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The hormonal changes that occur during pregnancy are responsible for modifying the mother’s body and the oral cavity.Therefore, knowledge of these changes and their implications for oral health is essential.
Dental care for pregnant women requires special attention, focused on pre- and postnatal care. For its part, gonadotropin is related to nausea and vomiting, which can lead to enamel erosion.
Pregnancy gingivitis: Increased hormonal levels, including estrogens and progesterones essential for the development of the fetus, are associated with oral diseases such as pregnancy gingivitis; the increase in these hormones produces capillary vasodilation favoring exudate and gingival permeability.
An exaggerated inflammatory response may appear. Bacterial plaque is the fundamental etiological factor for the appearance of gingivitis, associated with increased microvascularization. This occurs most often in the second trimester of pregnancy.
Granuloma of pregnancy: Also called a “pregnancy tumor.” It is a benign tumor (1-5%) located in an area with gingivitis in the vestibule of the upper jaw, which usually remits after delivery. It is common in the first pregnancies, during the first and second trimesters.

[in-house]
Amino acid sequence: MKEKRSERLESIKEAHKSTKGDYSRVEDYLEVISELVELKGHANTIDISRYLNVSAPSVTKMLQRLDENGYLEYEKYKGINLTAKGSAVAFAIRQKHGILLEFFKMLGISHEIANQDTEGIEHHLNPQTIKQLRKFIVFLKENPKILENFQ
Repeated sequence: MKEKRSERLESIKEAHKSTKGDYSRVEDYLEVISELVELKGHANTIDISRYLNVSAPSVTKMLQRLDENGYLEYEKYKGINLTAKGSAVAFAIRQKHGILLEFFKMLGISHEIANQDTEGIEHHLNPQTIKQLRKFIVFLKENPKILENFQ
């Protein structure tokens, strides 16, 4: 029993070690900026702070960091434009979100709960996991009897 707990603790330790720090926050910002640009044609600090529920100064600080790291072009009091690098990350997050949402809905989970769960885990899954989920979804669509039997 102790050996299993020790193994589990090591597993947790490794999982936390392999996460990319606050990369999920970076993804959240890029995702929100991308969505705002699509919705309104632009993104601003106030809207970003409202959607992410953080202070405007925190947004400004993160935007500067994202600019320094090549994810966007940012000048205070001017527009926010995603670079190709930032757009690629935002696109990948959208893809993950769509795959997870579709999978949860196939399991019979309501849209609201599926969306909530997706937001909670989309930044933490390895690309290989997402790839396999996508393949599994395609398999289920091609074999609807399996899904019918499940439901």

Periodontal disease: During pregnancy the hormone relaxin is produced, whose function is to relax the joints to facilitate childbirth, and can also act on the periodontal ligament causing slight dental mobility that tends to disappear after delivery. It is unusual to find a severe picture of bone resorption and tooth loss due to mobility.
If there is a previous periodontal disease, it will be aggravated by the same factors mentioned above.
Tooth decay: Pregnancy should not be considered per se as a cause of tooth decay. There is a belief that demineralization occurs due to the loss of calcium for “the new being”, but enamel has a very slow mineral exchange, conserving its mineral content throughout life. However, pregnant women are subjected to situations that make them sensitive to this disease.
The salivary composition and oral flora are altered, producing physiological xerostomia that facilitates the appearance of caries. Increased gonadotropin in the first trimester is associated with nausea and vomiting; which causes a discomfort that brings with it an inappropriate behavior in relation to oral hygiene, which has a negative influence on the oral cavity, there is accumulation of dentobacterial plaque; factor that determines the increase in gingival inflammation and dental caries, which is aggravated when associated with disorganized eating habits, vascular modifications and a weak immune response.
The increase in progesterone slows gastric emptying and the resulting acidity during vomiting causes erosion of the tooth enamel, mainly on the lingual aspect of the lower molars and incisors.